Videoconferences and in-person meetings when possible allow for an added visual component that enables high-quality connections. Not only does this visual aspect allow us to read verbal cues, which helps us get work done more efficiently and accurately, it reminds us that a fellow human being is on the other end of the line. This humanizing consequence allows us to connect with more empathy and to get work done more productively.
Audit Your Social Media
In this technology age, social media has become a leading platform for interacting with our communities. There are many ways to have a community, such as families, friends, book clubs, golf clubs, religious organizations, or even sports teams. Whether it be Facebook, Instagram, LinkedIn, or Twitter, we can connect to our communities virtually, which means we have to consider how that virtual connection is affecting this dimension of resilience.
Take a few minutes to do an audit of your social media content. Think about how, what, and whom you are choosing to follow is affecting your community well-being. For example, maybe your Facebook newsfeed is cluttered with people from high school who are not part of your current community. In those cases, a quick “unfollow” could reduce the noise and leave more room for the people with whom you do actually want to interact. Alternatively, perhaps you could add some accounts or people in order to feel better in touch with communities that are more relevant. Find a way to use social media for good and connect with communities that are important to you.
Drink More Water
Dehydration can contribute to negative physical and emotional outcomes such as mental fog, irritability, insomnia, fatigue, and even hunger. Sometimes, when we think we feel hungry it is just the body telling us we need more water. When it comes to resilience, we need to be setting our bodies up for success to function properly in the face of stress and challenge.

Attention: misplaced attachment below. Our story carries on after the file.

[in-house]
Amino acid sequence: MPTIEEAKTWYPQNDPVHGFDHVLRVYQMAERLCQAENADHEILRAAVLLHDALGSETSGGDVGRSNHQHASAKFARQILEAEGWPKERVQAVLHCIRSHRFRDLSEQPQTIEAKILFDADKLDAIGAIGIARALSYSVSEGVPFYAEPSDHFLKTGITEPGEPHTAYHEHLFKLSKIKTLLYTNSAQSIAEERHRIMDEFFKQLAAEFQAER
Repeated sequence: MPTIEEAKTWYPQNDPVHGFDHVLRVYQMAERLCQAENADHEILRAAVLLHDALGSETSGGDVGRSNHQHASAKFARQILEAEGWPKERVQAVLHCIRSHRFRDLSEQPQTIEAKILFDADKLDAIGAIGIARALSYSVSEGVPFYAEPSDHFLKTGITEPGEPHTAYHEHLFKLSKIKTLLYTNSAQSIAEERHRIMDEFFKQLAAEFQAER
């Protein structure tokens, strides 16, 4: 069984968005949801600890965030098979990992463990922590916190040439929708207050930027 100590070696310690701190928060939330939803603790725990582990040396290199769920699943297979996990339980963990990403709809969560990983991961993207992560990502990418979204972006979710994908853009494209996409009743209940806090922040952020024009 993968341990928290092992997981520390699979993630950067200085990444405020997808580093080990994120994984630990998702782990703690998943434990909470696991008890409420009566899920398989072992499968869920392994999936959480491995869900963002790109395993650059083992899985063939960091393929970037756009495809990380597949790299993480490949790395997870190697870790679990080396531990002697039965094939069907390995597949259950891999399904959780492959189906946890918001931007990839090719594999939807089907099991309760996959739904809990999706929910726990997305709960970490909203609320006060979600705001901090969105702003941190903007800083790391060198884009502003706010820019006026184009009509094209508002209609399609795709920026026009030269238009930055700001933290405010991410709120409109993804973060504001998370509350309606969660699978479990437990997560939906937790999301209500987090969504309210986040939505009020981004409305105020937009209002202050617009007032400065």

Try to drink one-third of your body weight in ounces each day at a minimum. You’ll need to add an extra eight ounces for things you do throughout the day that dehydrate you, such as exercising, drinking a cup of coffee, or having a serving of alcohol. Keep a water bottle on your desk or in your bag so it’s easier to sip throughout the day.
Be a Flexible Optimist
Let’s start by recognizing the fact that for someone to be an effective lawyer, a pessimistic mindset is helpful, if not necessary. Being skeptical, judgmental, questioning, and argumentative allows you to be a better advocate for your clients. It’s not surprising, therefore, that lawyers tend to be an incredibly skeptical population.
However, pessimism is not always the most effective approach in certain tasks, such as mentoring junior associates or leading a committee. In those cases, a pessimistic mindset may actually be counterproductive. Therefore, instead of recommending round-the-clock optimism, I instead suggest we create awareness for when a pessimistic mindset is beneficial and when it creates obstacles. By building up our mindset muscles, we can better use pessimism for good and turn it off when it is no longer useful.
We want to get used to asking ourselves, “When does skepticism help me?” and, on the flip side, “When would optimism be better.” By creating this awareness, we can strengthen our ability to override our innate pessimistic approaches in situations where might be counter-productive. It is this ability to flip back and forth that we call “flexible optimism.”
I hope these ideas will serve as a reminder that the little stuff matters. Challenge yourself to adopt one or two of these techniques and begin tomorrow.
About the Author
Krista Larson serves as Morgan Lewis’s director of employee well-being. In this global position, she works to design and implement a custom well-being curriculum as part of the firm’s employee engagement efforts.